1. Capital openness: convertibility and the freedom for investors to repatriate capital
  2. Net debtor position: reliable issuance of debt claims made possible by current account deficits
  3. Trust in governance: rule of law, government effectiveness, and policy transparency

Hurdles remain for the Chinese renminbi

Despite ongoing efforts to internationalise, the renminbi remains a heavily managed currency, under a complicated three-system exchange rate[1], and with a specific mandate by the People’s Bank of China to maintain stability versus a trade-weighted basket of currencies. Ironically, in order to achieve this, the central bank has to draw upon its $3.1tn holdings of US Treasuries to intervene against the US dollar, and also tightly controls what capital can enter or exit the country. As long as China continues to run current account surpluses, capital will also be outwardly recycled, hindering the growth of its own debt market, which is still small relative to the US and collective West’s (Exhibit 3).

China’s geopolitical stance on Taiwan is also unlikely to foster the confidence required for many reserve managers to materially allocate to China; we estimate that over thirty percent of reserve assets are held by Western-aligned countries that would be concerned about repatriation risk. On the other hand, only seven percent are held by countries that appear to openly support China’s foreign policy, giving some idea of the upper bound from this group. The remaining sixty percent of assets belong to more neutral countries in-between. Vital to the outlook will be China’s soft influence on these countries, including the BRICS and Belt and Road countries, to the extent that commingled economics elevate the renminbi as a preferred currency.

Some now consider China’s move to mainstream its digital currency (the e-CNY), and propagation of its cross-border payments infrastructure (e.g. M-Bridge) to be the new threat to the primacy of the US dollar system. But we would be wary of conflating digitalization with structural reformation of the international currency landscape. The e-CNY could help China grow its share of invoicing in renminbi, but transacting in a currency does not translate to increased net demand except through secondary impacts for example via trade or investment preferences. Crucially, for the e-CNY to broadly replace the US dollar, its success also remains contingent on becoming interoperable with other countries’ payments systems. Given growing concerns around China’s digital authoritarianism and exports thereof, some countries may be reluctant to interface.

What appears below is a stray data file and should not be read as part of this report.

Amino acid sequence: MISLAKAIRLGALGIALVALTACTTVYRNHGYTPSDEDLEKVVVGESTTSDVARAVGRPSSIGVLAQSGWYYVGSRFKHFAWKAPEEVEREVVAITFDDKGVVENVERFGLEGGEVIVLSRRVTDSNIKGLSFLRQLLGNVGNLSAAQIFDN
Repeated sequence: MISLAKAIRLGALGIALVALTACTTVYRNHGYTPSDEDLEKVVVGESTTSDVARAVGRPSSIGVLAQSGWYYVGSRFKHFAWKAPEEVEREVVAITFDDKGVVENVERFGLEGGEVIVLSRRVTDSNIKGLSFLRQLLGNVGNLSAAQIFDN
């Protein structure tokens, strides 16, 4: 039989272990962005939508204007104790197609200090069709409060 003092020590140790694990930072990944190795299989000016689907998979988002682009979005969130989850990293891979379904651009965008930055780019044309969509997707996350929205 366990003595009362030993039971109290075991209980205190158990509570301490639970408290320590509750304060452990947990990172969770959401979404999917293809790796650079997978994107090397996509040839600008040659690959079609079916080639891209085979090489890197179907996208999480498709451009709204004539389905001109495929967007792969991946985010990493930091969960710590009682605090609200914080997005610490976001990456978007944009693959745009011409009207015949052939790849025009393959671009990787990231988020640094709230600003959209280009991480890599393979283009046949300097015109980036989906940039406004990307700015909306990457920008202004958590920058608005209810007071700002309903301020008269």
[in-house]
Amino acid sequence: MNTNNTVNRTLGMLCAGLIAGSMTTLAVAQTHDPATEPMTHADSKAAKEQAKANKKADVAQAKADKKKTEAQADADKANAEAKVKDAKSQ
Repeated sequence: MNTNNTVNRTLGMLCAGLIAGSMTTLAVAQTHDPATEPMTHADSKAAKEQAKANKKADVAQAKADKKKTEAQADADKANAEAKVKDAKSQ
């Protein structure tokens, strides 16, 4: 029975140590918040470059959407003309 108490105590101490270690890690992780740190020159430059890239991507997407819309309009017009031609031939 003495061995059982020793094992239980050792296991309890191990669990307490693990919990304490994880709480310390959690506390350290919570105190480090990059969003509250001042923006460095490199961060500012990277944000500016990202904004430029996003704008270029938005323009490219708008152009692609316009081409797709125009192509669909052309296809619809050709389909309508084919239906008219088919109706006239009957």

A more fragmented currency landscape

It is important to note that many of the discussed factors could change. For instance, the US and China could suddenly sever their symbiotic economic relationship over Taiwan. At first this would likely support the US dollar through safe haven risk channels, though in the medium-term it could force upon China the external adjustment required to facilitate a growing share of reserves. Or, more countries could gradually fall under China’s sphere of influence, trading off more opaque investment risks for the economic benefits it affords them. Other factors aside, this could weigh on the US dollar at a longer (three plus years) horizon. At present, we anticipate that any transition will be slow and incomplete on account of differing geopolitical ties. As a result, we expect a more fragmented currency landscape, revolving around the US dollar with smaller reserve currencies like the euro and yen still playing a role, followed by the Chinese renminbi. This shift towards separate spheres of currency influence is likely to be driven increasingly by economic and political disagreements, shaping the new currency order for the decades to come.


[1] China has an onshore CNY market, and offshore CNH market out of Hong Kong, and a non-deliverable CNY forward market.